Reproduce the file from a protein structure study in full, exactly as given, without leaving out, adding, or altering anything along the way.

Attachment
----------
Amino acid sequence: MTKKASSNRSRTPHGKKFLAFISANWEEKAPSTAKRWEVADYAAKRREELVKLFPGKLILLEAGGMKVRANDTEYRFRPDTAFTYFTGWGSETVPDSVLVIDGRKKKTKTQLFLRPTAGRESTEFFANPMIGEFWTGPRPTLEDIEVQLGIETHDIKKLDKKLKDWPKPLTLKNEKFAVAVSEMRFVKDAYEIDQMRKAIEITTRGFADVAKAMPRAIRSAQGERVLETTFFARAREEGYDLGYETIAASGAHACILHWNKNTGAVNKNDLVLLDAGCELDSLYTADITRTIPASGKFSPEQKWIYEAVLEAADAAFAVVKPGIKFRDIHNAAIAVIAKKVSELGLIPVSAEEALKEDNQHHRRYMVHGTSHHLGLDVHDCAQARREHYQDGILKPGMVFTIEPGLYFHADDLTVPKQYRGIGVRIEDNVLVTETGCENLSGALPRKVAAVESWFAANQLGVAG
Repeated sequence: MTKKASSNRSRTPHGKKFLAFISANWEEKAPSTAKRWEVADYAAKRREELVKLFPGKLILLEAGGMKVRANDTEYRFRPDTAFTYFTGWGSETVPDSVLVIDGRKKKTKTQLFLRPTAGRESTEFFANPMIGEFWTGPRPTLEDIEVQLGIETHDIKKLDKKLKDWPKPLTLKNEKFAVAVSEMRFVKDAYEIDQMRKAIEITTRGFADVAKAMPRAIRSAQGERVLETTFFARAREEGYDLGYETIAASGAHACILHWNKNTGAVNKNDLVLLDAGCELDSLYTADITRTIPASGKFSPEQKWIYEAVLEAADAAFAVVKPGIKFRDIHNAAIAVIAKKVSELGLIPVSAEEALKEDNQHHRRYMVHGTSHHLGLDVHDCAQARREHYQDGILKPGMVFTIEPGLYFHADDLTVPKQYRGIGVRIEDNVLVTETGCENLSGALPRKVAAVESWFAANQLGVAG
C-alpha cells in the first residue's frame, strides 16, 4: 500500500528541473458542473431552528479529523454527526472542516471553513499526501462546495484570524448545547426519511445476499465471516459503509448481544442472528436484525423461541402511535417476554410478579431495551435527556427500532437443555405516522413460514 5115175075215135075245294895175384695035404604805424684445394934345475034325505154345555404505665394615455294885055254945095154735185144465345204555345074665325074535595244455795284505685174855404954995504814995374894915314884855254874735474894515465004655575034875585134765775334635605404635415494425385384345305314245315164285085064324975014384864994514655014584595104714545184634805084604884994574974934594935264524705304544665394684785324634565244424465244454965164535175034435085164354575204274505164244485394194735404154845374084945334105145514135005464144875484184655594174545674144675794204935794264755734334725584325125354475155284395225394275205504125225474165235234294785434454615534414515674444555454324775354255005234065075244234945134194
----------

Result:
Amino acid sequence: MTKKASSNRSRTPHGKKFLAFISANWEEKAPSTAKRWEVADYAAKRREELVKLFPGKLILLEAGGMKVRANDTEYRFRPDTAFTYFTGWGSETVPDSVLVIDGRKKKTKTQLFLRPTAGRESTEFFANPMIGEFWTGPRPTLEDIEVQLGIETHDIKKLDKKLKDWPKPLTLKNEKFAVAVSEMRFVKDAYEIDQMRKAIEITTRGFADVAKAMPRAIRSAQGERVLETTFFARAREEGYDLGYETIAASGAHACILHWNKNTGAVNKNDLVLLDAGCELDSLYTADITRTIPASGKFSPEQKWIYEAVLEAADAAFAVVKPGIKFRDIHNAAIAVIAKKVSELGLIPVSAEEALKEDNQHHRRYMVHGTSHHLGLDVHDCAQARREHYQDGILKPGMVFTIEPGLYFHADDLTVPKQYRGIGVRIEDNVLVTETGCENLSGALPRKVAAVESWFAANQLGVAG
Repeated sequence: MTKKASSNRSRTPHGKKFLAFISANWEEKAPSTAKRWEVADYAAKRREELVKLFPGKLILLEAGGMKVRANDTEYRFRPDTAFTYFTGWGSETVPDSVLVIDGRKKKTKTQLFLRPTAGRESTEFFANPMIGEFWTGPRPTLEDIEVQLGIETHDIKKLDKKLKDWPKPLTLKNEKFAVAVSEMRFVKDAYEIDQMRKAIEITTRGFADVAKAMPRAIRSAQGERVLETTFFARAREEGYDLGYETIAASGAHACILHWNKNTGAVNKNDLVLLDAGCELDSLYTADITRTIPASGKFSPEQKWIYEAVLEAADAAFAVVKPGIKFRDIHNAAIAVIAKKVSELGLIPVSAEEALKEDNQHHRRYMVHGTSHHLGLDVHDCAQARREHYQDGILKPGMVFTIEPGLYFHADDLTVPKQYRGIGVRIEDNVLVTETGCENLSGALPRKVAAVESWFAANQLGVAG
C-alpha cells in the first residue's frame, strides 16, 4: 500500500528541473458542473431552528479529523454527526472542516471553513499526501462546495484570524448545547426519511445476499465471516459503509448481544442472528436484525423461541402511535417476554410478579431495551435527556427500532437443555405516522413460514 5115175075215135075245294895175384695035404604805424684445394934345475034325505154345555404505665394615455294885055254945095154735185144465345204555345074665325074535595244455795284505685174855404954995504814995374894915314884855254874735474894515465004655575034875585134765775334635605404635415494425385384345305314245315164285085064324975014384864994514655014584595104714545184634805084604884994574974934594935264524705304544665394684785324634565244424465244454965164535175034435085164354575204274505164244485394194735404154845374084945334105145514135005464144875484184655594174545674144675794204935794264755734334725584325125354475155284395225394275205504125225474165235234294785434454615534414515674444555454324775354255005234065075244234945134194